0.191

0.190

0.190

0.189

DLDA

RELIEF

20

0.468

0.523

0.492

0.484

0.477

0.475

0.471

0.472

0.469

0.467

0.466

DLDA

RELIEF

40

0.458

0.502

0.477

0.474

0.465

0.469

0.465

0.463

0.462

0.463

0.460

LDA

t-test

20

0.212

0.241

0.225

0.222

0.219

0.218

0.216

0.216

0.215

0.215

0.215

LDA

t-test

40

0.198

0.224

0.210

0.208

0.205

0.204

0.203

0.202

0.202

0.202

0.201

LDA

RELIEF

20

0.422

0.492

0.449

0.435

0.426

0.426

0.422

0.419

0.417

0.415

0.410

LDA

RELIEF

40

0.416

0.479

0.440

0.433

0.426

0.421

0.420

0.418

0.416

0.415

0.413

3NN

t-test

20

0.187

0.251

0.203

0.195

0.192

0.189

0.187

0.187

0.186

0.185

0.185

3NN

t-test

40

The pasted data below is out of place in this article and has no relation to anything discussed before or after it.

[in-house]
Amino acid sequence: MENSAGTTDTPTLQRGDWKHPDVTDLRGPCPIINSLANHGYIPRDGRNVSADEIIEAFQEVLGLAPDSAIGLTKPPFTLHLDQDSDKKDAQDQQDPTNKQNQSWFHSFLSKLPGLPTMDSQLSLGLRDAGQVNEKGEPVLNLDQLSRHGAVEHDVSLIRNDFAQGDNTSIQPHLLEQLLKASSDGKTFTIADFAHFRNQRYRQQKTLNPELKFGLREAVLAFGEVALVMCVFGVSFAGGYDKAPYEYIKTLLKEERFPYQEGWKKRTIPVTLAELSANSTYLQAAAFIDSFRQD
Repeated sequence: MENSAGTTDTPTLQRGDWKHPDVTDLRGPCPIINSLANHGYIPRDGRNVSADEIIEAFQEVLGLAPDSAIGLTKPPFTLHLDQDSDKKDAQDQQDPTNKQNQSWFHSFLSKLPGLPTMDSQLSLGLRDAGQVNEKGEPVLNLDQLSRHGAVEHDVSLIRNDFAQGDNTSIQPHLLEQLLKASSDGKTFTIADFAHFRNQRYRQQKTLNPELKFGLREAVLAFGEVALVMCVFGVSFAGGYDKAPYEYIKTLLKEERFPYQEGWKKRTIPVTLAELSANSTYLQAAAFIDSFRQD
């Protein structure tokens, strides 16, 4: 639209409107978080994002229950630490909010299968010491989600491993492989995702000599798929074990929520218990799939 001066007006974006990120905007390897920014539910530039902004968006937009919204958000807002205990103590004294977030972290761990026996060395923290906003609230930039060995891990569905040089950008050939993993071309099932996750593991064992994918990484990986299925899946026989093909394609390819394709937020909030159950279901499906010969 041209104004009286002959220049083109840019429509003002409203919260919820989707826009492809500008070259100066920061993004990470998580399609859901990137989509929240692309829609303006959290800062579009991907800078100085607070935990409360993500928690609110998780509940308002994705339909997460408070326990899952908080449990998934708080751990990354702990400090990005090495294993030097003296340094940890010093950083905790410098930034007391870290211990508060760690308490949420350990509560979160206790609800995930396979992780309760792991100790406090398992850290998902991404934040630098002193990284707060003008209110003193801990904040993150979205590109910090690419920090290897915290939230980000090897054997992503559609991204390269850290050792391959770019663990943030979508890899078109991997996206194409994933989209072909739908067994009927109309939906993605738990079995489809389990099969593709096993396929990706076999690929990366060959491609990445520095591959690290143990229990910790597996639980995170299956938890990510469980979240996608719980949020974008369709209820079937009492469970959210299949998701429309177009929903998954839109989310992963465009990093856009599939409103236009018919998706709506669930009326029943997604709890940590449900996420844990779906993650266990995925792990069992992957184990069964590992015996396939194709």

0.153

0.208

0.168

0.162

0.158

0.156

0.154

0.153

0.152

0.152

0.151

3NN

RELIEF

20

0.268

0.355

0.307

0.299

0.287

0.284

0.280

0.278

0.277

0.276

0.275

3NN

RELIEF

40

0.222

0.283

0.248

0.239

0.233

0.231

0.229

0.228

0.226

0.226

0.224

CART

t-test

20

0.232

0.247

0.223

0.218

0.213

0.210

0.209

0.209

0.208

0.209

0.208

CART

t-test

40

0.213

0.219

0.198

0.194

0.189

0.189

0.187

0.185

0.185

0.185

0.184

CART

RELIEF

20

0.244

0.284

0.259

0.256

0.251

0.249

0.247

0.245

0.244

0.244

0.243

CART

RELIEF

40

0.222

0.250

0.233

0.229

0.226

0.225

0.224

0.223

0.223

0.223

0.221

NNET

t-test

20

0.297

0.300

0.271

0.266

0.260

0.259

0.256

0.256

0.254

0.254

0.253

NNET

t-test

40

0.277

0.274

0.254

0.248

0.244

0.244

0.240

0.241

0.239

0.239

0.239

NNET

RELIEF

20

0.345

0.382

0.337

0.324

0.318

0.314

0.313

0.313

0.312

0.309

0.307